Hammered in Hamburg, Merkel's party meets on leadership crisis

BERLIN (Reuters) – Senior members of Chancellor Angela Merkel’s conservatives gathered on Monday to decide on a leadership accession plan, after a state election drubbing in Hamburg added urgency to their search.

Voters handed Merkel’s conservative Christian Democrats (CDU) their worst-ever result in Hamburg on Sunday, punishing them for flirting with the far-right in an eastern state and descending into a messy leadership battle.

The succession debate was blown wide open earlier this month, when CDU leader Annegret Kramp-Karrenbauer unexpectedly said she would no longer seek to succeed her mentor Merkel.

Mass-selling daily Bild dubbed the Hamburg result a “debacle” for the CDU, whose leadership crisis has raised questions over the future course of Europe’s largest economy.

The CDU slipped into third place in Hamburg, scoring just 11.2% in the northern port city, behind the Social Democrats (SPD), for whom the city is a stronghold, and the Greens.

“The dismal result for Merkel’s centre-right CDU … adds to the pressure on the party to resolve the leadership crisis fast,” Berenberg bank analyst Holger Schmieding said.

Nationally, the Greens are second, behind Merkel’s conservative bloc, and many commentators expect them to have a role in the next federal government.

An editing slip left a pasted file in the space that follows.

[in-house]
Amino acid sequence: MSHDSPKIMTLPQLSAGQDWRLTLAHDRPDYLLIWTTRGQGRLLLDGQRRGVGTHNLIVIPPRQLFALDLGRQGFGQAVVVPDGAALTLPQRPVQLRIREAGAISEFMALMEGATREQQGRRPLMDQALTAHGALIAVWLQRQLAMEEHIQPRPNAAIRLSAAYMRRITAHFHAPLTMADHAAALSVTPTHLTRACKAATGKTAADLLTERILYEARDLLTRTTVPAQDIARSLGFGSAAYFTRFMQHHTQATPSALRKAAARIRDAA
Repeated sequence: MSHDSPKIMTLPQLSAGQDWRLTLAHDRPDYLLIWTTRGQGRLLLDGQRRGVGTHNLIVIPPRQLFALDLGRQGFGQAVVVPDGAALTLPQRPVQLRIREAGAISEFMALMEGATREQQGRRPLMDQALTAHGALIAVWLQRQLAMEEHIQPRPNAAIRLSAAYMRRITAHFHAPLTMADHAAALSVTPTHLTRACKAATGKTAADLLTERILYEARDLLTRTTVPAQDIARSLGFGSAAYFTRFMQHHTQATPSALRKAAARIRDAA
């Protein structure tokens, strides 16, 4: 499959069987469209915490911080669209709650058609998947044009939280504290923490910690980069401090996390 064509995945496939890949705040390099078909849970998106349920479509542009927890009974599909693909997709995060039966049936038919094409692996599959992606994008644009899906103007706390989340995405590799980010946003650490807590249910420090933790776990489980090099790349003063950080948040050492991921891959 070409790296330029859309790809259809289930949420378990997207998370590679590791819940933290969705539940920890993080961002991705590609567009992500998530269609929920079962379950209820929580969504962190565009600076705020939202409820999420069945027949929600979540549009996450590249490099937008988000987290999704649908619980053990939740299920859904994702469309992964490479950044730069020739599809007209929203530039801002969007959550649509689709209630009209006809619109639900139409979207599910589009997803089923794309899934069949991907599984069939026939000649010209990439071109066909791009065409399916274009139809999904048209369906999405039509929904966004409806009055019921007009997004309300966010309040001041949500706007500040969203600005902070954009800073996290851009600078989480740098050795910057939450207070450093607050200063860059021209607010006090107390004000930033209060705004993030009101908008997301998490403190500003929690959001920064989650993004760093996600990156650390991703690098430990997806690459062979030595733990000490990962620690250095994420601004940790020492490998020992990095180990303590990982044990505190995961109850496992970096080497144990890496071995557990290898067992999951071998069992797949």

Merkel, chancellor for almost 15 years, has said she will not run again in the next federal election, due by October 2021.

Kramp-Karrenbauer’s decision to give up her ambition of succeeding Merkel came after an eastern branch of the CDU defied the national party and voted with the far-right Alterative for Germany (AfD) to install a state premier from a third party.

That broke a postwar consensus among established parties of shunning the far right.

Kramp-Karrenbauer will brief reporters after Monday’s meeting of senior CDU officials and is expected to set out a timetable for a decision on the party chair and possibly the candidate for chancellor.

The n-tv broadcaster cited CDU sources as saying the party will hold an extraordinary congress either in April or May to elect a new leader.

Four or five candidates are jockeying for the jobs.

Daniel Guenther, premier of the northern state of Schleswig-Holstein, told broadcaster SWR that the CDU should clear up the leadership question quickly and hold a party conference “well before the summer break”.

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